National Alliance on Mental Illness promotes awareness during candlelight vigil

Mental health awareness vigil

TUCSON, Ariz. (KOLD News 13) - Community members gathered at Reid Park on Tuesday for the annual Candlelight Vigil for Mental Illness Recovery and Understanding.

It’s held every year during Mental Illness Awareness Week, which is Oct. 7 to Oct. 12, and hosted by the National Alliance on Mental Illness (NAMI) Southern Arizona.

Every year regardless of race, age, religion or economic status, mental illness impacts the lives of at least one in five adults and children across the US — this it equal to about 200,000 people.

Vana Dee Lewis has battled severe depression for as long as she can remember. It wasn’t until her lowest point that she decided to put up a fight. This year, she was one of the speakers at the event.

“When I became extremely suicidal, I knew that I did not want to go that route but those thoughts were coming up more frequently. Because I was having this constant battle, I knew I needed to do something different,” Lewis said.

Her #Worthy movement focuses on sparking conversation and helping people realize mental health is really no different from any other illness.

Vana Dee Lewis was one of the speakers at NAMI's annual candlelight vigil for mental health awareness.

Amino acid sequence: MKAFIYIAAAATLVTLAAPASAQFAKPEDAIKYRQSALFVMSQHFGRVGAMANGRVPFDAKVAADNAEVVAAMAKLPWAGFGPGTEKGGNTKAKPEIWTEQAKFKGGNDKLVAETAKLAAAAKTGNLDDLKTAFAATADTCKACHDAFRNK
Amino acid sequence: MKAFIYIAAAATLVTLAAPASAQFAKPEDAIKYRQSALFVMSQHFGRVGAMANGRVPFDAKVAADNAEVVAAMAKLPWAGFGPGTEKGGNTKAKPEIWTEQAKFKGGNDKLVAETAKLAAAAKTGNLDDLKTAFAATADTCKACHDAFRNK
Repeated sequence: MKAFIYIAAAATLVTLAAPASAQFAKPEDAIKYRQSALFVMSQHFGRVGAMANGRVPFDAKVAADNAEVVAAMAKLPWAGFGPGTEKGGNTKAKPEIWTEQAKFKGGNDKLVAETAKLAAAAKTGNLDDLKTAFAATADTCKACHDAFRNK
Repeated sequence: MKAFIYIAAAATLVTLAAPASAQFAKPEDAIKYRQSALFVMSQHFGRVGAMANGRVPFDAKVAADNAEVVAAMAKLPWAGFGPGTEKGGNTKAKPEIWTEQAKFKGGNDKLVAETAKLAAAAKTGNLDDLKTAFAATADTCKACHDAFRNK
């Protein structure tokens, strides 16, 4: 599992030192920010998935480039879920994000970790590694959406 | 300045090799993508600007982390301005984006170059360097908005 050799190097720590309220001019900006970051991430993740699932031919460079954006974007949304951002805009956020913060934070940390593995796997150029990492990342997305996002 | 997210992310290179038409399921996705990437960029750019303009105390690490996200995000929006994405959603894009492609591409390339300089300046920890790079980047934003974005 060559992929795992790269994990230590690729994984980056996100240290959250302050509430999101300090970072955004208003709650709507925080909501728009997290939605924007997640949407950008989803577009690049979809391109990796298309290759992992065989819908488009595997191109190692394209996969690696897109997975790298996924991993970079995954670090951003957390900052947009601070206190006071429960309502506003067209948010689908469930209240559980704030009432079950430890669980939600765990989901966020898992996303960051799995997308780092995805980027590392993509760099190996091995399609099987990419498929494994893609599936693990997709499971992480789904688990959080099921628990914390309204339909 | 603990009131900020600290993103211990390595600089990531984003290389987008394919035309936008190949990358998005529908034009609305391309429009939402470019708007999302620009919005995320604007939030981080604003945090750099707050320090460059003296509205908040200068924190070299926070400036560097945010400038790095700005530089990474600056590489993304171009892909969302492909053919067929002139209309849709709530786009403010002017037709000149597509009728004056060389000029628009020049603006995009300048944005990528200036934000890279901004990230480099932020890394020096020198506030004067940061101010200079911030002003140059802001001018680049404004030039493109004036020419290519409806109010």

Vana Dee Lewis was one of the speakers at NAMI's annual candlelight vigil for mental health awareness. (Source: Vana Dee Lewis)

“It’s just like anything else. If you had a heart attack or you were dealing with a heart condition you would take medicine, you would watch what you eat you would be more mindful of it. Same thing with mental health," she said. “If you deal with depression, what are things that are proactive what are things that can help with your cognitive thinking?”

Her journey to show others their worth begins each and every morning by recognizing her own.

"Every day the sun comes out, so then that’s my cue that I got to go out to find my sun, to find my shine,” Lewis said.

In hopes that one day healthy conversation will be as common as one little symbol.

“Part of the change is to be able to talk about these things in more a comfortable and safe fashion for all of our community here in Tucson,” Lewis said.

Her story is just one part of a larger conversation NAMI is hoping to create — one that reduces the stigma around talking about mental illness.

If you or someone you know needs help:

NAMI Southern Arizona

6122 E. 22nd St.

Tucson, AZ 85711

(520) 622-5582


For additional resources:

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